The valve 42 is also normally closed and as the direction of axial wheel forces is reversed under continued tilting, the result would be to open switch 34; depress the plunger to close switch 35 and to energize the solenoid 42 of the valve 42 thereby to open auxiliary line 48 and to permit 6 escape of fluid under pressure from the cylinder back through the return line to the pump. Tilting of the frame would be lessenedagain until the frame and rollers move into alignment with the wheel axis at which time the entire switch assembly will return to centered relation.
Sensing of toe forces is similarly accomplished by mounting a pair of spaced brackets 59 in upwardly extending, spaced relation on the back of the lower rear tilting frame, and suspending a housing having toe switches 51 and 52, of the type shown in FIGURE 6, from the underside of the upper frame assembly, also at the back end, and in normal centered relation to the spaced brackets. Plungers 53 project from opposite ends of the switch assembly, ea-ch interposed between separate switch contacts within the assembly and being biased in an outward direction. to move int-o abuttingrelation with the brackets 50. Toe control cylinders 54 are two-way cylinders andmounted for horizontal extension between the floor base, at the cylinder end, and a control arm 55 to which rod 56 of each cylinder is secured, thecontrol arm in turn being connected to the base plate of each wheel assembly so that .the cylinders 54 will control pivotal movement or rotation of the wheel assemblies about the shafts 1 and 3.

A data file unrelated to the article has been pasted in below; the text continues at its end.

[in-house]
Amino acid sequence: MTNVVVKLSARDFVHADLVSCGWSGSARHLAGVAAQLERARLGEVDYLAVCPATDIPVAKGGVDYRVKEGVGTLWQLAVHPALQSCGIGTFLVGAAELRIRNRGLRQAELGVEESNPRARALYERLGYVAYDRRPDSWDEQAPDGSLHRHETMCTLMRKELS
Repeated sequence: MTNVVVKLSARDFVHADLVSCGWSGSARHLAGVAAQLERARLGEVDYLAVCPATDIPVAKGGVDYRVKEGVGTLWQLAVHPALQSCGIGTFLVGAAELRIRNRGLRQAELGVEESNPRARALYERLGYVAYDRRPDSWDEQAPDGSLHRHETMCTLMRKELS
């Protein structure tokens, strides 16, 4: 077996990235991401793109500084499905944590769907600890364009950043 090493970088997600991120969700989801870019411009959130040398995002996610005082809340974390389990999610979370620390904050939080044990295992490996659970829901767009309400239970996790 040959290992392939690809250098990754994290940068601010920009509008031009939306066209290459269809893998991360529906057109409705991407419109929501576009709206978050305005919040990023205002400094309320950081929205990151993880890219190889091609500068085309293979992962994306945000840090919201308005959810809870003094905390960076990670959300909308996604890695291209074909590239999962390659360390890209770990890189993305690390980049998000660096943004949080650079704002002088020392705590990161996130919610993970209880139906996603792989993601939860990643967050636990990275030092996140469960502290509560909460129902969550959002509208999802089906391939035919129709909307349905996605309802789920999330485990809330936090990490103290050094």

Broadly, toe-in axial wheelforces applied to the rolls causing a total axial movement of the rear lower frame to the left, as represented in FIGURE 4, would result in plunger d3 being depressed inwardly to close the inner switch 51 for energization of solenoids for valves 58 in the control circuit of FIGURE 7. One valve 53 is shown positioned in the pressure side of the supply side of line 59 leading to one end of the cylinder and the other valve 58 is positioned in the'return side of line 60 leading to the opposite end of the cylinder. switch 51 by the plunger 53'would energize both valves 58 simultaneously to admitfluid under pressure to the cylinder end through line 59 while releasing fluid through the return line 48. Conversely, over-all movement of the tilting frame and rolls to the right, closing switch 52, would energize the solenoids of valves 62, one valve 62 being positioned in the return side of the line 59 and the other valve 62 being positioned in the pressure side of line 66 where, upon opening the valves, pressure would be supplied through line 69 and released through line 59 to move the cylinder rod 56 inwardly causing pivoting in the opposite direction. As a typical example of the operation of the toe control assembly, assuming toe-in to the right for example as viewed in the'leftwheel assembly illustration, axial wheel forces wouldbe directed to the left thereby closing switch 51 and energizing valves 58 causing rearward movement of the rod to force the assembly to pivot in a clockwise direction until moving into proper alignment with the wheel axis in a vertical plane. Similarly, axial wheel forces introduced by camber causing a differential axial movement of the rolls and depression of the switch 34 would result in energization of valve 41 and raising of the frame until the entire frame and roll unit is realigned with the wheel axis. In describing the control circuit operation it will be noted that each wheel assembly is separately controlled according to individual wheel forces although corresponding parts for each assembly have been similarly designated.